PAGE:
The Information Commissioner will begin fining organisations for data breaches from April next year.
The move will hit businesses and government departments that are judged to have recklessly or deliberately mishandled data.
The powers will be introduced as part of the 2008 Criminal Justice and Immigration Act. The level of fines has not yet been decided but the Ministry of Justice is expected to announce details later this year.
A spokesperson at the Information Commissioner’s Office warned that the fines would be “substantial”.
“We are working with the Ministry of Justice to ensure that we can make use of this power as soon as possible, but do not expect this to be until early 2010,” the spokesperson said.
The proposed fining power was first announced by the government last November, following a review by Richard Thomas and Professor Mark Walport of medical research charity the Wellcome Trust that stated legislation on data protection was "deeply confusing".
Last month, outgoing Information Commissioner Richard Thomas repeated a call for better funding to help the ICO tackle more cases.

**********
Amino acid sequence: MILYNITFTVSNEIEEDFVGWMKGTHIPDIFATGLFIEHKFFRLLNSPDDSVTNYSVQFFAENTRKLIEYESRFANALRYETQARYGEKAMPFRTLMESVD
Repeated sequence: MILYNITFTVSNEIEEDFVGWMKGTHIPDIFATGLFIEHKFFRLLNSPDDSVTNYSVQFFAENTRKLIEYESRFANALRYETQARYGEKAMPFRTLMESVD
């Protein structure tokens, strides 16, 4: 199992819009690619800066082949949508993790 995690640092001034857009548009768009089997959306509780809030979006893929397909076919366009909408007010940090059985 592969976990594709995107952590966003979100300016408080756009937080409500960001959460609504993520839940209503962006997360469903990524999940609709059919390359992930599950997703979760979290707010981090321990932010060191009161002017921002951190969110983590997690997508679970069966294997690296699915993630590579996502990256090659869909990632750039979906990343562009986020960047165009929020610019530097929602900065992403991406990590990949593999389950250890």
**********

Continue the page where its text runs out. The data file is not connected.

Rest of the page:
In other recent data protection developments, the ICO in June issued a guide on data protection to businesses. Separately, it also ordered the government to publish several Gateway Reviews on major IT projects, which revealed serious concerns on the schemes.
Rosemary Jay, a privacy law expert at Pinsent Masons, told OUT-LAW.COM it was "surprising" that the date was announced by the ICO and not by the Ministry of Justice.
"Data controllers should be warned that they cannot rely on this timetable," she said. "The date has not been announced or confirmed by the relevant Government department, the Ministry of Justice; the date of commencement is in the hands of Parliament and the Government not the ICO."
"The position is complicated by the fact that the power to fine cannot be brought in until all the preparatory work has been completed and a Code of Practice issued," she said.
"The ICO will of course have been working behind the scenes with the Ministry and will be aware of the proposed timetable but timetables can slip, events can intervene and there can be no certainty until Parliament has agreed the commencement order."